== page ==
Thursday, February 11, 2010
indigenous tables and the prayerful art of gentle space-making
belongs to Sarah Coakley (from her Powers and Submissions: Spirituality, Philosophy and Gender (Challenges in Contemporary Theology), page 35. She is wrestling with what to to with the kenosis, the word found in Philipians 2 and used to discuss the vulnerability and self-emptying of Jesus.
For Coakley, Christology is “what rightly distinguishes Christian feminism from various secular versions of it” (3) and so the question she wrestles with is how to lose one’s life in order to save it, particularly in light of feminist anxiety around themes of fragility, vulnerability, self-emptying.
In other words, if I am vulnerable, won’t I then be taken advantage of? If I’m a minority, what hope is there in the notion of losing one’s life in order to find it?
Earlier in the week I blogged about the privilege of sitting with Covenanting Committee, a group set up to maintain relationships between indigenous Aboriginal people and the Uniting Church. It seemed to me that some of the same questions and anxieties were present – how, as a minority, might we find voice, be heard, be part of change, yet in ways that are distinctly Christian?
Coakley offers a number of suggestions.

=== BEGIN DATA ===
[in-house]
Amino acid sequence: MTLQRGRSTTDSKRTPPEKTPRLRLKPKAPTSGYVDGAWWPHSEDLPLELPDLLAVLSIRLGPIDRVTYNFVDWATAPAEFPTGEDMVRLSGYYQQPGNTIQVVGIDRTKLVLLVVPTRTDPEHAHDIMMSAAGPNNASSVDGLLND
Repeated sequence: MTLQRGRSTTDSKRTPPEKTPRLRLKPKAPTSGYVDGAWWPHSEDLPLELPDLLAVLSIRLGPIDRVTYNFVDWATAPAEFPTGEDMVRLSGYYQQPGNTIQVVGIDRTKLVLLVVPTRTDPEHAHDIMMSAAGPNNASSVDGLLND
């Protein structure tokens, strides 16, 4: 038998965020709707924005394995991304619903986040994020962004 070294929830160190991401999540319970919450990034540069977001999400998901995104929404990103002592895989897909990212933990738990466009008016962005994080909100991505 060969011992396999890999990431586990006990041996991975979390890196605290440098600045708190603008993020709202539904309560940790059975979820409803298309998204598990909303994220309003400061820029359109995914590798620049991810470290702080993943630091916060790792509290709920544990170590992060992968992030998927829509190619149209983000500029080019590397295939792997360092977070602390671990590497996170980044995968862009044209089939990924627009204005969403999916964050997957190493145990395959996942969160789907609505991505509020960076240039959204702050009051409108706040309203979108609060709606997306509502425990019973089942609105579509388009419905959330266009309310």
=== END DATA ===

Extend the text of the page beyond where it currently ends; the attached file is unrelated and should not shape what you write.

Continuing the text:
Firstly, there is her approach. She is a careful, exacting reader, looking back through history to argue that the Christian history is rich and complex. Thus various notions of kenosis have existed and when rightly understood, are not in fact demanding complaince, but a strength made perfect in weakness and in a way that does not replace one form of secular power with another form of secular power.
Second, there is her conclusion, prayer. In particular, wordless prayer. The regular habit of responding to God. This is not pietism, a withdrawal, a silencing but rather “the place of the self’s transformation and expansion into God.” (36)
If anything it builds one in the courage to give prophetic voice. (35)
It’s a fascinating place to conclude: that each and any of us, no matter how marginalised, have power: are invited into a spiritual way of living, in which space is made for the other that is not us. In so doing, we let God be God.